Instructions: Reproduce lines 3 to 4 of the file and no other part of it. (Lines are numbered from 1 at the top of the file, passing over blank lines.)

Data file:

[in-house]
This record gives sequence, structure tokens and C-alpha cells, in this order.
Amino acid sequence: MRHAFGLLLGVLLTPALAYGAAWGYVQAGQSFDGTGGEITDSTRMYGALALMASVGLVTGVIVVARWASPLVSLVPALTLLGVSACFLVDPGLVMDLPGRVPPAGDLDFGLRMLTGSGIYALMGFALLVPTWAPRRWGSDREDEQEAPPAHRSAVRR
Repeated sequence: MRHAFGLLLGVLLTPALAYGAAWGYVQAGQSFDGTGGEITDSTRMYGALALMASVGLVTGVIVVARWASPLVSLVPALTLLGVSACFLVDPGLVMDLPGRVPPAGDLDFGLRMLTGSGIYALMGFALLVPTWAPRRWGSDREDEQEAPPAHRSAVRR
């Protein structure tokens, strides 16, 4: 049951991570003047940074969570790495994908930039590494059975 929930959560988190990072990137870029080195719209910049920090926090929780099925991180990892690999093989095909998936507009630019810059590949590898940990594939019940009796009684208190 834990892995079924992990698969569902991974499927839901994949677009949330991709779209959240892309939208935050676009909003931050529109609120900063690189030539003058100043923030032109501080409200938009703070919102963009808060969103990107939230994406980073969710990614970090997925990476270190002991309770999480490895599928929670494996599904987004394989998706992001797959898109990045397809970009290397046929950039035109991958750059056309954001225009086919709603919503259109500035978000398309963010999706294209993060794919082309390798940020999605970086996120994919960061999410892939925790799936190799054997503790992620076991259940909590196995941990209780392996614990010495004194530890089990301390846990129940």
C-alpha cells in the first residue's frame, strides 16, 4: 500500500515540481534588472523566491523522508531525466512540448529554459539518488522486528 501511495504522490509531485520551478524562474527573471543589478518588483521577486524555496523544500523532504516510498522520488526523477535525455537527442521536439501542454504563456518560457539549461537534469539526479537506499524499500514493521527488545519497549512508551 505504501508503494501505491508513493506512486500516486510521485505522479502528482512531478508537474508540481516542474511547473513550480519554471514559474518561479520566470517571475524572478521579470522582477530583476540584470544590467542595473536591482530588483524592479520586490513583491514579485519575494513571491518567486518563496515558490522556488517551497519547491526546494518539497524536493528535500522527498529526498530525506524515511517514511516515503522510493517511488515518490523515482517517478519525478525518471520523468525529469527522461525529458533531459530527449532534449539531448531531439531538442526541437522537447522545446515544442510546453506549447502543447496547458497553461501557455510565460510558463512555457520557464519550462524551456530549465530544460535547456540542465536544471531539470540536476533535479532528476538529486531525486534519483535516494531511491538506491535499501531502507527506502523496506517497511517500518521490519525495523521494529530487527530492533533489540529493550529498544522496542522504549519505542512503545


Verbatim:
Amino acid sequence: MRHAFGLLLGVLLTPALAYGAAWGYVQAGQSFDGTGGEITDSTRMYGALALMASVGLVTGVIVVARWASPLVSLVPALTLLGVSACFLVDPGLVMDLPGRVPPAGDLDFGLRMLTGSGIYALMGFALLVPTWAPRRWGSDREDEQEAPPAHRSAVRR
Repeated sequence: MRHAFGLLLGVLLTPALAYGAAWGYVQAGQSFDGTGGEITDSTRMYGALALMASVGLVTGVIVVARWASPLVSLVPALTLLGVSACFLVDPGLVMDLPGRVPPAGDLDFGLRMLTGSGIYALMGFALLVPTWAPRRWGSDREDEQEAPPAHRSAVRR